As a travel writer, I’m curious to pinpoint A.I. as good or evil. “Will it take the jobs of writers?” I ask. The question floats over the floor, over a can of sparkling water before landing on the ground with a dud.

Like many outlets, Matador has experimented with A.I.-powered stories. Most of those, Borden says, were littered with too many liabilities to be published. But GuideGeek is not just powered by ChatGPT. It’s based on its own software that’s tailored to a specific task.

While Borden acknowledges GuideGeek has the potential to transform Matador’s business, he says human connection is still at the heart of travel. He notes some media outlets are using A.I. tools to power published copy; but says the written content at Matador leans heavily on human experiences, which can’t be replicated by A.I.

A.I. can guide you to a great restaurant or hotel, Borden explains. But despite early attempts to meet up with its makers in the real world, GuideGeek can’t go to a chef’s dinner in Italy and tell you about the incredible experience that it lived. Matador still needs humans to craft that story.

“The power of GuideGeek is the accessibly and speed with which you can explore options very quickly. It does read every review on the entire internet. So, it knows where to go before places get crowded. It knows when there are no ATMs on a particular island and it has answers, where travel writers have experiences. We spoke to some companies before ChatGPT-4 launched that told us no content will be written by humans a year from now. I just don’t believe that.”

Borden imagines a near future when GuideGeek directs travelers to destinations like “the coolest waterfalls in Bali” and then connects humans with that experience by booking flights to Bali lodging in Bali and showing them videos (Matador owns a massive library of original content) of people swimming underneath those waterfalls.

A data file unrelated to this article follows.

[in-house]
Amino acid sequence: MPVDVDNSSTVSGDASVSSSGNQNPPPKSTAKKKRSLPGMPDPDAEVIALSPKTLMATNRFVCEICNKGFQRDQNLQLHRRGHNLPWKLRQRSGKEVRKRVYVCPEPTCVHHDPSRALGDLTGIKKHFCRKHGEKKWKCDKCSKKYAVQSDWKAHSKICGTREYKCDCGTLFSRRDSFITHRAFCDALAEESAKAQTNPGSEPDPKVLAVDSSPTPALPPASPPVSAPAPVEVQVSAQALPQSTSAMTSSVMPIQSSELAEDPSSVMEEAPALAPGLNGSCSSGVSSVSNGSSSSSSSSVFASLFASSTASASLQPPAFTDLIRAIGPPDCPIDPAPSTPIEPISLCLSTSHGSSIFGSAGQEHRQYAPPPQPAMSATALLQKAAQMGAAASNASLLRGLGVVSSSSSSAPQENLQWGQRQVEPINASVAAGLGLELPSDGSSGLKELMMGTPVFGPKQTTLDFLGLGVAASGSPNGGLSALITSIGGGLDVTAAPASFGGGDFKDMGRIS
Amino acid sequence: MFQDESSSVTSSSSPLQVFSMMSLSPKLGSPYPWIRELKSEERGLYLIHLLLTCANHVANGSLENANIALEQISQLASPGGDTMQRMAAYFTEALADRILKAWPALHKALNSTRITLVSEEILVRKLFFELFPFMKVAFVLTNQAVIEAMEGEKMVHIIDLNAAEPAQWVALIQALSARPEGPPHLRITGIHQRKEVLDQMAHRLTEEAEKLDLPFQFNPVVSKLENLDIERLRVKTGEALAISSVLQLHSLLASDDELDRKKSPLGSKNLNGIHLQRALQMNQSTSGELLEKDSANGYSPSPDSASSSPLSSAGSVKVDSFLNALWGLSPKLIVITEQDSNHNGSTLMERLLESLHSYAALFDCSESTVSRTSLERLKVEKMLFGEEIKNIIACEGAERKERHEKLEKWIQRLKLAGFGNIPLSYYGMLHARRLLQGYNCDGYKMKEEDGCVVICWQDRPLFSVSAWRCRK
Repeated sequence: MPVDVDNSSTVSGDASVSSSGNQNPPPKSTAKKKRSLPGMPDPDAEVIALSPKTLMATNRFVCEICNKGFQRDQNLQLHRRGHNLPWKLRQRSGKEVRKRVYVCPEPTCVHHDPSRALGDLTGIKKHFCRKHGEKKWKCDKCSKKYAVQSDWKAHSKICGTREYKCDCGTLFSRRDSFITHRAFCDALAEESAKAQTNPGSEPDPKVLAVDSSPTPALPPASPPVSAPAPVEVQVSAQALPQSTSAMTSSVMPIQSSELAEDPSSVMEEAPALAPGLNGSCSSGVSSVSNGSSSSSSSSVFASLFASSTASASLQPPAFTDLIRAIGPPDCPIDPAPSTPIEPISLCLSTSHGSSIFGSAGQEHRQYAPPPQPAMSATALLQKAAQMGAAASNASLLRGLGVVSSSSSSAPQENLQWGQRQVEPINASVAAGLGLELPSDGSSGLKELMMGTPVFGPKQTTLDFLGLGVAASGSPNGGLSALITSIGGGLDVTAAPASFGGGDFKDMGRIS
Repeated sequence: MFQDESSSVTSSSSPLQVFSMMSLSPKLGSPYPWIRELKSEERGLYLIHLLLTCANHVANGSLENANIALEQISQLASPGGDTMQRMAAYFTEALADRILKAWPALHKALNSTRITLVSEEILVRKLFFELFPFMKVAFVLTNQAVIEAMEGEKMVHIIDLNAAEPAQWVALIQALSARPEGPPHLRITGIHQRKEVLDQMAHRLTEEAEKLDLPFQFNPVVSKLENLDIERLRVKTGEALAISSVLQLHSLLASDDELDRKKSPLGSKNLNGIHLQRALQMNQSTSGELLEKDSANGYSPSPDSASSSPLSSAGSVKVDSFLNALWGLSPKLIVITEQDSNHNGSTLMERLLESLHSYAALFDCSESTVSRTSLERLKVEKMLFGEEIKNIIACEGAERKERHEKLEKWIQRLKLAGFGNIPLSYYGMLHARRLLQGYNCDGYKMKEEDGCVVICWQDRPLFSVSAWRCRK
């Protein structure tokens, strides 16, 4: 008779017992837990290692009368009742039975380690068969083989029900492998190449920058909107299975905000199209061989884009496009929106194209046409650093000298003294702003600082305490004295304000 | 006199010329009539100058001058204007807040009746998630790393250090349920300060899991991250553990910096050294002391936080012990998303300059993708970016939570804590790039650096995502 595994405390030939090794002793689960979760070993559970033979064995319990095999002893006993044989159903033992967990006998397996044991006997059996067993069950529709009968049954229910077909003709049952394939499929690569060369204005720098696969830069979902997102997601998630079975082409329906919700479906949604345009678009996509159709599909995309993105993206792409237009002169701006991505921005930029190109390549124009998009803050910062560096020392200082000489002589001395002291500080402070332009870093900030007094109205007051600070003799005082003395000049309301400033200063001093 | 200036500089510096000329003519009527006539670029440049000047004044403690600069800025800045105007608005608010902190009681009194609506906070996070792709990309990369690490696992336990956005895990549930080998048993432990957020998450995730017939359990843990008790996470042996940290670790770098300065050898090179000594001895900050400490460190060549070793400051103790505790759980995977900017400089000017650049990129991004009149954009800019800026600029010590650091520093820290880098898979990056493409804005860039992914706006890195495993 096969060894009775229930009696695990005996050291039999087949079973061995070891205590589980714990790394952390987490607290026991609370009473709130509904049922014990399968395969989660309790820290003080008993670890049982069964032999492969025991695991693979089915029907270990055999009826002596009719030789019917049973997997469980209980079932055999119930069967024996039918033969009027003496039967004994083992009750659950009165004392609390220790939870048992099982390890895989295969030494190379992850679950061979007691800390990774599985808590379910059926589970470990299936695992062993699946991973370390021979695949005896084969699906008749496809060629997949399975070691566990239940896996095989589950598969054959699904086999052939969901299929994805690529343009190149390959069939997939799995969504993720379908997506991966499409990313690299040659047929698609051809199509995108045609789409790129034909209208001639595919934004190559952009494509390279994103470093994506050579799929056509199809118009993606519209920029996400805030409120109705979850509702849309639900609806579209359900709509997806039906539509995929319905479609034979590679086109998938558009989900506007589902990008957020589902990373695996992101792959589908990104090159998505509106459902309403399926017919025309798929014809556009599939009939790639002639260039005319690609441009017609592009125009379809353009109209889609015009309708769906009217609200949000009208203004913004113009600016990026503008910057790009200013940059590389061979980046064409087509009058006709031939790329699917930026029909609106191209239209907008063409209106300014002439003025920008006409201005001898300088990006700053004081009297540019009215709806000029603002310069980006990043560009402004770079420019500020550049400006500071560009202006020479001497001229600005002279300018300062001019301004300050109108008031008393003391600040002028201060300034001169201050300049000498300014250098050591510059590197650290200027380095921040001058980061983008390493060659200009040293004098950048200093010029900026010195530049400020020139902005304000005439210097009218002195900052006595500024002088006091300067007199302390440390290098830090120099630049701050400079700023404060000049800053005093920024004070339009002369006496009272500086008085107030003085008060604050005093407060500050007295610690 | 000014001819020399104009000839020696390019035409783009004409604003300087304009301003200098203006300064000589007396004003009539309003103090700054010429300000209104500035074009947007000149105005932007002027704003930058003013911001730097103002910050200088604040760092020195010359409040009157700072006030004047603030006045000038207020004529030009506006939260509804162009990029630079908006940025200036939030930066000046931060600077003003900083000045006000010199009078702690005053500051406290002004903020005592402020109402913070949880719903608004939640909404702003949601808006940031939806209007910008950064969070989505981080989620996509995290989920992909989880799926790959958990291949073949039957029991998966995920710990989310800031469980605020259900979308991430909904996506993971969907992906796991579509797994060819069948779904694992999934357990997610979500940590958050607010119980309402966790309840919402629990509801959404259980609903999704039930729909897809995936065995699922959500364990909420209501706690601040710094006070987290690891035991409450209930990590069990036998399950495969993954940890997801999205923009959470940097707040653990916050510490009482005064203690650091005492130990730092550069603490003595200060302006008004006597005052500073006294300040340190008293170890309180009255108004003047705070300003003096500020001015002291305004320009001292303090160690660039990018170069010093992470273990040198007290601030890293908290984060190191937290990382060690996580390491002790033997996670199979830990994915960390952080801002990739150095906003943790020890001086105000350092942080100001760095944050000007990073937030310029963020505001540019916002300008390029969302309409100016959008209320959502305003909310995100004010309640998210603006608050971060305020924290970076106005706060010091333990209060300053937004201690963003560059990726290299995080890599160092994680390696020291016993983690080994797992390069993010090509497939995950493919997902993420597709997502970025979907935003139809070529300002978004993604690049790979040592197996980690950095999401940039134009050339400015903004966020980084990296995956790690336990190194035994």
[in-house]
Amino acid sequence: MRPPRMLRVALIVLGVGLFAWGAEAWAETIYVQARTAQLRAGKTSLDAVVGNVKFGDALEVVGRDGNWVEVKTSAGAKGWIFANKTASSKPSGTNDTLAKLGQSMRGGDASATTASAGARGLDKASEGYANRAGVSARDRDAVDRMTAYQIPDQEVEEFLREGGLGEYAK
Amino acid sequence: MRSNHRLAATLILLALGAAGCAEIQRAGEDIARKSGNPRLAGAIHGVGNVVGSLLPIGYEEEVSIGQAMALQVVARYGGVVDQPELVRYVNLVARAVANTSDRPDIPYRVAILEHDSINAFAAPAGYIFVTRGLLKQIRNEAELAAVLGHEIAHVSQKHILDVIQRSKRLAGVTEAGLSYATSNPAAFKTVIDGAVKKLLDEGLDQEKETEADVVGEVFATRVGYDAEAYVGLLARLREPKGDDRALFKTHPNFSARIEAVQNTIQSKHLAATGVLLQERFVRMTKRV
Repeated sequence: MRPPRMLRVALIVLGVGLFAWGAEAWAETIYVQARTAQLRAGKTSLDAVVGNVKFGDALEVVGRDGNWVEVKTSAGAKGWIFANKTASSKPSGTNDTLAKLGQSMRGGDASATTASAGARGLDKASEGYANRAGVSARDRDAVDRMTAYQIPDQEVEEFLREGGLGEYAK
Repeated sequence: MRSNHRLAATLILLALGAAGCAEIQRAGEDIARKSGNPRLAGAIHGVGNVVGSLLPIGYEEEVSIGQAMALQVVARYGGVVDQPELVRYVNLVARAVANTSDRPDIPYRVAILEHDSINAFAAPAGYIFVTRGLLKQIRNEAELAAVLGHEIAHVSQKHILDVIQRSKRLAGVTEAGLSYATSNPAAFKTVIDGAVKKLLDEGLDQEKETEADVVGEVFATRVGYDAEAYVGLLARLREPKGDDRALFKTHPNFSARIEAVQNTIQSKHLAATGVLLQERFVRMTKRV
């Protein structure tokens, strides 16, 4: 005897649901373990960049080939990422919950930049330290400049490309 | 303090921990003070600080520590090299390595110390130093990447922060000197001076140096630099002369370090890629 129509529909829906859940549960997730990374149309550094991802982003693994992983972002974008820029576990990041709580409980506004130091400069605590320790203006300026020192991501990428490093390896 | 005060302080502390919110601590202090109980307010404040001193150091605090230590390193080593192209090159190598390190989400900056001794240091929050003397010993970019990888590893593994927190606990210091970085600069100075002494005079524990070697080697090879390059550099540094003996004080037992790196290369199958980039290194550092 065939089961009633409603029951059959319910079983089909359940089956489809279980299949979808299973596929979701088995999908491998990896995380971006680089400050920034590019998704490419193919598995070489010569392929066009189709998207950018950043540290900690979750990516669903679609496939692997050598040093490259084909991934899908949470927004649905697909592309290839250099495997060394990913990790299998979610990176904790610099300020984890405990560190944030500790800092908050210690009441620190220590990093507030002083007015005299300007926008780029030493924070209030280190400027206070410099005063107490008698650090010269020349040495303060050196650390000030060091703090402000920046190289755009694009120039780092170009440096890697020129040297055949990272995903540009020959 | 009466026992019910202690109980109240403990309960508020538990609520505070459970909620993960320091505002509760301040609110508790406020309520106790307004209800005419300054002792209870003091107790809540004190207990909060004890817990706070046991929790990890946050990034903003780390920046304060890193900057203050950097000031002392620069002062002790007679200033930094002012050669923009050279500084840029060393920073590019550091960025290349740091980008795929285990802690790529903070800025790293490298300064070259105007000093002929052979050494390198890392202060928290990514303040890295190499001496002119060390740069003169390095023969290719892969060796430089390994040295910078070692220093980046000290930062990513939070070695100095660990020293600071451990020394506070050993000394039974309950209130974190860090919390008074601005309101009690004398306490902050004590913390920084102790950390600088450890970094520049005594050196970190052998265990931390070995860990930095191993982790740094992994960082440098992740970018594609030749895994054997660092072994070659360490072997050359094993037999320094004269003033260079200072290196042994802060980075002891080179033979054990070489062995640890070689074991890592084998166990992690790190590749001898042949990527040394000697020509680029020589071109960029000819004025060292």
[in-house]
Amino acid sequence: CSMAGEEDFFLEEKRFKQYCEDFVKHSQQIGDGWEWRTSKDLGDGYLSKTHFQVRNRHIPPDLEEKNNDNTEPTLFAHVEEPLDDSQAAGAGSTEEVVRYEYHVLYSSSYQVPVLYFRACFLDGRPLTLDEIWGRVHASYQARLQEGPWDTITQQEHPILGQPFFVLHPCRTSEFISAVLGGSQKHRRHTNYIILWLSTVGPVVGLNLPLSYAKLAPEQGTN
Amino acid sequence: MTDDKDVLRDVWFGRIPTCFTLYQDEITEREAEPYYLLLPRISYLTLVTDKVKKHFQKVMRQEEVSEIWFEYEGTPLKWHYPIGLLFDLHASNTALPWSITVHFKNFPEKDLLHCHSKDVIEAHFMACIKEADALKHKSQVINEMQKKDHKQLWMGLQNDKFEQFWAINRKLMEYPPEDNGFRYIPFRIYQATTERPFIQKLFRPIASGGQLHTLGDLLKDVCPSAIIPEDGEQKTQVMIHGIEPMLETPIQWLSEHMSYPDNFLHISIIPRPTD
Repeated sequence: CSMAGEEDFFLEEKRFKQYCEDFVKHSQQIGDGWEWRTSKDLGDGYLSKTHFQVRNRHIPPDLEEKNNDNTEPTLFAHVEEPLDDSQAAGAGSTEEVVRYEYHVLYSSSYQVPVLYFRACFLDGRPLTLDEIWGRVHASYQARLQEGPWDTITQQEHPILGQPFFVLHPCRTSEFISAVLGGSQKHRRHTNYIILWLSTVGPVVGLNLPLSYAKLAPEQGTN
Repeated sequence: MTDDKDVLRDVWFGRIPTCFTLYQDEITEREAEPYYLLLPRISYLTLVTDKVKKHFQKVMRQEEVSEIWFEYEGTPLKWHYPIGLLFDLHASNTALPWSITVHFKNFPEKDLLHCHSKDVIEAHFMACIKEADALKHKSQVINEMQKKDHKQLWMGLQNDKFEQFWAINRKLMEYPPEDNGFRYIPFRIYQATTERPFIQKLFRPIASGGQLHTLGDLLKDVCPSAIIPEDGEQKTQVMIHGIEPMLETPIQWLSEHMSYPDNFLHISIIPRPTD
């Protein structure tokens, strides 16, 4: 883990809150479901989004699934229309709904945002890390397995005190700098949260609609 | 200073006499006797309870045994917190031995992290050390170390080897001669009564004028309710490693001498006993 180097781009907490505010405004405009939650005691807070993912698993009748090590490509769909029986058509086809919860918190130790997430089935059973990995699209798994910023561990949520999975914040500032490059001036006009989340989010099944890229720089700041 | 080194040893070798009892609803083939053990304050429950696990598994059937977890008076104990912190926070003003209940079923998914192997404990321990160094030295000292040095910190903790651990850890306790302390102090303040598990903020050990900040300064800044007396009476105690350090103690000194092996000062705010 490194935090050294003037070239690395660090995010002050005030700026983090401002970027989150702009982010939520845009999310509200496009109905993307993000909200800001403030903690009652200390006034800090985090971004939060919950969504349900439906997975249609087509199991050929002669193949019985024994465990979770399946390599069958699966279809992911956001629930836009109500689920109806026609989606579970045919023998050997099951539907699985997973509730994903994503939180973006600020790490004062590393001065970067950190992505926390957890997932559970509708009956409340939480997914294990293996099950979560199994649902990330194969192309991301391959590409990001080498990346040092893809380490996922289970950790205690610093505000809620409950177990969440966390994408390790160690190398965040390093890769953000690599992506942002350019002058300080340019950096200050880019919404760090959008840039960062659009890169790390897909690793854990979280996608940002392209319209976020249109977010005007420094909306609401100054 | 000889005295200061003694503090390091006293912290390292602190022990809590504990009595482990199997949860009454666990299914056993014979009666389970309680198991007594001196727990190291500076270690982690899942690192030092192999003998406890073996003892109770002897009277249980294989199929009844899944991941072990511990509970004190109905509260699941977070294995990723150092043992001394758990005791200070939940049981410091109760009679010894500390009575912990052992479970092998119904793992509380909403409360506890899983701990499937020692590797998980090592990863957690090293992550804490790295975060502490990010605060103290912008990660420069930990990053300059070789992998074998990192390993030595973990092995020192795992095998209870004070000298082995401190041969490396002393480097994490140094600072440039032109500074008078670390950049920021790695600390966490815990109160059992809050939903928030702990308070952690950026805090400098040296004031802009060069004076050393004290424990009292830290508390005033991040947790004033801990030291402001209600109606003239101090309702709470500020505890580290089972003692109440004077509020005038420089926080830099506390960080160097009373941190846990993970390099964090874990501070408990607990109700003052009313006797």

“A.I. has not been under those waterfalls,” he adds. “But it will show you people doing that and help make the connection more real for humans.”

In doing so, Borden believes GuideGeek can drastically reduce the amount of time people need to plan trips, providing more time to enjoy experiences on the ground.

Borden digs through his memory to another time—a sunset on the side of a 5,800-foot volcano named Misti near Arequipa, Peru. A younger man then, fresh out of college, Borden and a group of friends clung to the mountainside with tents, camp stoves and sleeping bags. On a trip with a budget so tight they agreed to avoid splurging even on hostels, the group of post college climbers let camera shutters clack in the radiant, fading light.

Days later, they descended the peak and bee-lined to an internet cafe, launching the photos into space in a group email to 96 humans back home.

That was the beginning of Matador.

“It was exciting and fun and satisfying to relay those stories to our friends that had not taken the dirtbag route. We got tons of emails back from them,” he recalls. “They went right into their nine-to-fives out of school.”

Decades later, Borden is still on a mission—now powered by A.I.— to free them all.